III. Effects of Ultraviolet Radiation on Living Organisms The biological effects that result from ultraviolet radiation are initiated by photochemical absorption by biological molecules. The most important is the DNA deoxyribonucleic acid. The absorption spectrum of the DNA molecule, where the chromophores (absorbing centers) are the nucleotide bases, presents a maximum between 260-265 nm with a rapid decrease at longer wavelengths. This characteristic is useful as a way to get rid of unwanted viruses. Aquatic life is also affected by ultraviolet radiation. The organisms that live in either fresh water or oceans derive their energy from sunlight. Among them is the well known in the food chain Phytoplankton. Solar UV can penetrate to significant depths in water. Damaging effects of Solar UVB on phytoplankton will occur at depths in excess of 20 m in clear waters and 5 m in cloudy waters. It has been estimated that a reduction of 25% in the ozone layer would result in enhanced UVB levels at oceans that would lead to a decrease of 35% of phytoplankton photosynthesis (Smith et al, Photochem. Photobiol. 31,585, 1980). It is, also, believed that the increasing intensity of UV radiation could be responsible for the extinction of frogs. This can be explained by the sensitivity of their skin to their living environment.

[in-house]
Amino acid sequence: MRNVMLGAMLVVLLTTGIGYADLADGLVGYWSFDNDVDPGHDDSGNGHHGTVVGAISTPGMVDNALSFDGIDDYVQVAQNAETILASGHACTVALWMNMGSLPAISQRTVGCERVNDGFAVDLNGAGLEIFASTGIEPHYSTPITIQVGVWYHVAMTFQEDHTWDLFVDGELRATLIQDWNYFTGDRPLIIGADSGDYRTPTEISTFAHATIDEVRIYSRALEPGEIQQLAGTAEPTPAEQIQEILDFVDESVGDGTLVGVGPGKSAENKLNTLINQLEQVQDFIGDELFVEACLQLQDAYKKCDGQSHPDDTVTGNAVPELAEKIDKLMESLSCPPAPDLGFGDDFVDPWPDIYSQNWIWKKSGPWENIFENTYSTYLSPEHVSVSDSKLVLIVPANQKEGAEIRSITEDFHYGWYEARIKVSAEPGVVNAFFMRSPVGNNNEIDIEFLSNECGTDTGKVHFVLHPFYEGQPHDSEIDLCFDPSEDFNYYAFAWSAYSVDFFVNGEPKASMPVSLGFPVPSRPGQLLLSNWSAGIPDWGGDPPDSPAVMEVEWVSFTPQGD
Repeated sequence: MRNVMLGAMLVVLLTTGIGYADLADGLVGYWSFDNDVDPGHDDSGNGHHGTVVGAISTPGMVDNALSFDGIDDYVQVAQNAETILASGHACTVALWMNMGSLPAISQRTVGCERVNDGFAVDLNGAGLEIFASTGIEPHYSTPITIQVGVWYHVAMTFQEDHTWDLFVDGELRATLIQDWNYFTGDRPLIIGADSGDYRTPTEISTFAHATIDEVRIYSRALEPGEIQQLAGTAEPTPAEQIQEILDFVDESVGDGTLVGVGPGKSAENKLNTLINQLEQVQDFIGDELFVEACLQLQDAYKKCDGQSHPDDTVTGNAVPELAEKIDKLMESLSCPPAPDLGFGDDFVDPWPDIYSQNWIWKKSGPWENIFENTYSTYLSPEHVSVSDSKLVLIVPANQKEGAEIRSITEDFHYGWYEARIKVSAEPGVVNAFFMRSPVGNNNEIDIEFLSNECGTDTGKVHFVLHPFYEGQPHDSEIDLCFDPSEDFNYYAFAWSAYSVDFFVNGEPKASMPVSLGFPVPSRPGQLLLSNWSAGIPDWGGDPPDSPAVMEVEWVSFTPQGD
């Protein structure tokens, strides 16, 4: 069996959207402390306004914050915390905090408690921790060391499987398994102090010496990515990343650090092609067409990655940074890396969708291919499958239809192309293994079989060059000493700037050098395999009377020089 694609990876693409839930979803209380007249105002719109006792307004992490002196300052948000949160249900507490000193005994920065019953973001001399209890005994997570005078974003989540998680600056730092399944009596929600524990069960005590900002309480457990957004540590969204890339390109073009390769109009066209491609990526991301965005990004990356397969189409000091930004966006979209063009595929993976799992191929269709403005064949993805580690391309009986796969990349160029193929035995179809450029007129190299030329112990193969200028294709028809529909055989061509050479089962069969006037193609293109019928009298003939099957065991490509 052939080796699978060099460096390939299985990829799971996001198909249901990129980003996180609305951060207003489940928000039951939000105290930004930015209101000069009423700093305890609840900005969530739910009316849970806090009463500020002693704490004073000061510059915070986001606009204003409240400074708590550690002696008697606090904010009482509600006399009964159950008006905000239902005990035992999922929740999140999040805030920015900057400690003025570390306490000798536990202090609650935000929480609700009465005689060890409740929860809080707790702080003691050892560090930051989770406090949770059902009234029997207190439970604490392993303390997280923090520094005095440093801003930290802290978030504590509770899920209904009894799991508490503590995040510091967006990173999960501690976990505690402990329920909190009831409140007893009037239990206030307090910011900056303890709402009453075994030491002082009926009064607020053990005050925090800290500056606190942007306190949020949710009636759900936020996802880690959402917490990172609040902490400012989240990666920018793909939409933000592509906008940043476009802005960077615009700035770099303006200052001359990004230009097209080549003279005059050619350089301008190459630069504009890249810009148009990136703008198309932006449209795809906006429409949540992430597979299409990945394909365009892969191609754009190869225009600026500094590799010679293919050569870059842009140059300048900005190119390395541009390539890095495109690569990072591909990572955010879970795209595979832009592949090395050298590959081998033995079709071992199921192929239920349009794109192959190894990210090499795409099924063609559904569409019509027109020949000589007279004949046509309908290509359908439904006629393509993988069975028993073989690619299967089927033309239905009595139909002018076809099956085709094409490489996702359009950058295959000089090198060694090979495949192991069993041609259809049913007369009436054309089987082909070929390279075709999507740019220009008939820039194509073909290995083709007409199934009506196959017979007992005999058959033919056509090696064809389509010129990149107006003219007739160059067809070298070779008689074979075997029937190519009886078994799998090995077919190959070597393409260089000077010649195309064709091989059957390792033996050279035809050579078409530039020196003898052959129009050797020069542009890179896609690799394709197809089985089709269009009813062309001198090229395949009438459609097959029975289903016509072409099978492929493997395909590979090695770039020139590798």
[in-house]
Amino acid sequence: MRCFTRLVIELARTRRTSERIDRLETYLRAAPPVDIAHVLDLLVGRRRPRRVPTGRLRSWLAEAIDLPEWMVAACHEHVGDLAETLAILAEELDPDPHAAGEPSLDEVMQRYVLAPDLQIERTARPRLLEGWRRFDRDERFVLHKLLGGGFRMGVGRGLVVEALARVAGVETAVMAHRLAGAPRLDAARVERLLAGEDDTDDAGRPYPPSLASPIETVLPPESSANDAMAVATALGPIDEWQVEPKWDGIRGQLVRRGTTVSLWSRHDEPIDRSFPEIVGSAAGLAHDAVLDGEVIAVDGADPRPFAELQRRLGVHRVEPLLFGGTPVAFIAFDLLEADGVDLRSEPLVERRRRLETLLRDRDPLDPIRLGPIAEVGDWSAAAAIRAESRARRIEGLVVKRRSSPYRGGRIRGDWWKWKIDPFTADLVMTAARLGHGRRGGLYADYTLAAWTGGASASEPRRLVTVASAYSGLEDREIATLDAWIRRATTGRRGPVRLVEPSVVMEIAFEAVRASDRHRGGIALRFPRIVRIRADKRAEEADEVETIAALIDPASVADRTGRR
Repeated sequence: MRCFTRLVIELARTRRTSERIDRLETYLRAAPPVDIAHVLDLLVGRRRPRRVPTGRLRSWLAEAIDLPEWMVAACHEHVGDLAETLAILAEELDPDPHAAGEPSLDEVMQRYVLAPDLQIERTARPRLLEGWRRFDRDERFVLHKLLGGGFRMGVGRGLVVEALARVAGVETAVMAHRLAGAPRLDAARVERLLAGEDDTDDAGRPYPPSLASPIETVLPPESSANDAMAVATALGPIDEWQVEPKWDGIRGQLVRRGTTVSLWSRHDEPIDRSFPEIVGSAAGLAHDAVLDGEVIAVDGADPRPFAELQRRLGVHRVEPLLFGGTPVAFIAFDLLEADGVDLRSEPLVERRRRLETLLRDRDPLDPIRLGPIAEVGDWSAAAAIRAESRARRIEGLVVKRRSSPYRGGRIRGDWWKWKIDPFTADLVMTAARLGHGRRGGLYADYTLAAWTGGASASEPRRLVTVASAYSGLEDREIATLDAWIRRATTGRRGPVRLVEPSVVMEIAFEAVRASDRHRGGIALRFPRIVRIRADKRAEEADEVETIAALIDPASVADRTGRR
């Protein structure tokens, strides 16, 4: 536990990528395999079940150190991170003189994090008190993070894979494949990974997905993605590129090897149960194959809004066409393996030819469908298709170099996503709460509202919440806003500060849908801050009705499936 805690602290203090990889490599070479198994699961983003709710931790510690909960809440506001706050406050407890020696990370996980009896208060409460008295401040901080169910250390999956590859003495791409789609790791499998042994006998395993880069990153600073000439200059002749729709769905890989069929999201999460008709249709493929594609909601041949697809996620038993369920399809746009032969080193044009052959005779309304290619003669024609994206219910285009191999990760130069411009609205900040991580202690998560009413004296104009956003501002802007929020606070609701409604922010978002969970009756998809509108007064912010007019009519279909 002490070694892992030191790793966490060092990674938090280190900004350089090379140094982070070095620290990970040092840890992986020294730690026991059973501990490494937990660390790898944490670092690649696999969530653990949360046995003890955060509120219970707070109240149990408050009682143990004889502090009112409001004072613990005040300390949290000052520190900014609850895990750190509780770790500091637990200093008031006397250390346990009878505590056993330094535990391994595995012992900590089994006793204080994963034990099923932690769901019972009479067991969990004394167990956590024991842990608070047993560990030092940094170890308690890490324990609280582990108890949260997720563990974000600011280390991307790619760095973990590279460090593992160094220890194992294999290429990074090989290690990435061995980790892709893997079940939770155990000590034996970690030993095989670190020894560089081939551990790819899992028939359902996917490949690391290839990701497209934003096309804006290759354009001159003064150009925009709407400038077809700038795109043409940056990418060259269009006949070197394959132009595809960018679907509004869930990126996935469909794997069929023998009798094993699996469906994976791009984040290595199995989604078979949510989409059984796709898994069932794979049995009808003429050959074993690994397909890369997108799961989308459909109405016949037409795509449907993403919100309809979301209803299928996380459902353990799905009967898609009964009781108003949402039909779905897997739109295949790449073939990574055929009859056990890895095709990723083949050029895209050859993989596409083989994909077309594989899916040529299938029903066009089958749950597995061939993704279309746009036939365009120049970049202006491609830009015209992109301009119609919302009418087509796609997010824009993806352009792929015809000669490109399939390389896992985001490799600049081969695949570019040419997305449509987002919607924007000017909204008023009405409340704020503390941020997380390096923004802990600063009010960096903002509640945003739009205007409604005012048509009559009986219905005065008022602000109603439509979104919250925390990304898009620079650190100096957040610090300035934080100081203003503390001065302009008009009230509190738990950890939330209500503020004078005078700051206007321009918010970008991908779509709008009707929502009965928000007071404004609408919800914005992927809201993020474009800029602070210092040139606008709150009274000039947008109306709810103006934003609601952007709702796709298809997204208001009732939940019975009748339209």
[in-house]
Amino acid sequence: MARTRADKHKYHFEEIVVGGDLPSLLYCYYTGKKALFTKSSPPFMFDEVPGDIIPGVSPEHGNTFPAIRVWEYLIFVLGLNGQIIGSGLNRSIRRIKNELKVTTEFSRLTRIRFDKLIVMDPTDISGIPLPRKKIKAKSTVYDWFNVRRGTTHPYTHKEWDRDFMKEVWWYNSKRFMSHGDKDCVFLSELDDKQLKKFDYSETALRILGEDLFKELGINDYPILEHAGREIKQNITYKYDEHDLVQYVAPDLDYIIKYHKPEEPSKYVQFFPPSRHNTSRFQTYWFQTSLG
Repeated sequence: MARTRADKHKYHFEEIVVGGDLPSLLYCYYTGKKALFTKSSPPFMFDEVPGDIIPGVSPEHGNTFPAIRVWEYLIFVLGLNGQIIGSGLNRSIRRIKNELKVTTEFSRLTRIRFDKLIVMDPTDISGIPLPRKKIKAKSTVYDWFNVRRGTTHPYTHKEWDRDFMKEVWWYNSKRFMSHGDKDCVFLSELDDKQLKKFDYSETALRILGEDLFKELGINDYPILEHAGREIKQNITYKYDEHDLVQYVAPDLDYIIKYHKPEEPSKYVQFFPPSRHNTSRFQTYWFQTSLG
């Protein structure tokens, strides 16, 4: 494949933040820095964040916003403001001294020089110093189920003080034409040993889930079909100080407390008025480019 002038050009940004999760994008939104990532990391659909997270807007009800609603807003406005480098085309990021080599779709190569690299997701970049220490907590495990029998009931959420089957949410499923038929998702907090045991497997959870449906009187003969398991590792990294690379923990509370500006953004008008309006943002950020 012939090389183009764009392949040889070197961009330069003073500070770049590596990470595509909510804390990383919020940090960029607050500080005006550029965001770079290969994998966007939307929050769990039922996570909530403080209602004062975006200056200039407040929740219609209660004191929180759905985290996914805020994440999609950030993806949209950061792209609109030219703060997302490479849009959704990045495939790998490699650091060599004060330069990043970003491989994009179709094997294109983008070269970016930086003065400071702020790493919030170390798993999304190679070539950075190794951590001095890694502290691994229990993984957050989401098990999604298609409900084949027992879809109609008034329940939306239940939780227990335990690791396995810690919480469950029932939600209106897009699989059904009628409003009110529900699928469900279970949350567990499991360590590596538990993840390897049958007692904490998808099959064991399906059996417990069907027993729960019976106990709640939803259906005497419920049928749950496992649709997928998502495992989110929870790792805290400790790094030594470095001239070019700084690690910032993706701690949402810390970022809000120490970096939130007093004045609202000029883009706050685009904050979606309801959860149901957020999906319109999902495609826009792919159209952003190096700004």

The responses of plants to UV irradiation include the reduction of leaf size and limitation of the area available for energy capture. These results have been achieved through studies in greenhouses exposed to artificial sources of UV radiation (Tevini and Teramura Photochem. Photobiol. 50, 479, 1989).
IV. Effects of Ultraviolet Radiation on Humans
While a small amount of exposure to sunlight can be healthy, by inducing the synthesis of vitamin D, too much can be dangerous. Exposure to UV rays is linked to a number of harmful health effects.
Sunburn or erythema can be initiated upon excessive exposure to solar UVR. The resulting redness of the skin is due to an increased blood content in the superficial blood vessels in the dermis. Although it has been observed that UVA radiation is much less erythmogenic than UVB radiation (by a factor of 1000) the much higher UVA irradiance present in sunlight contributes about 20% to the sunburn (McKinley and Diffey 1987 in Human exposure to UV radiation: Risks and regulations, Elsevier, Amsterdam, pp83-87).
Of course, the skin color is an important factor in determining the ease with which the skin will sunburn. Fair-skinned people require only about 15-30 min. of midday summer sunshine to induce an erythemal reaction. People with moderately pigmented skin may require 1 to 2 hours exposure and those with darkly pigmented skin will not normally sunburn. Individuals can be grouped in six sun sensitive skin types as it is shown in the table below (Diffey, Phys. in Med. and Biol. 36(3), 299, 1991).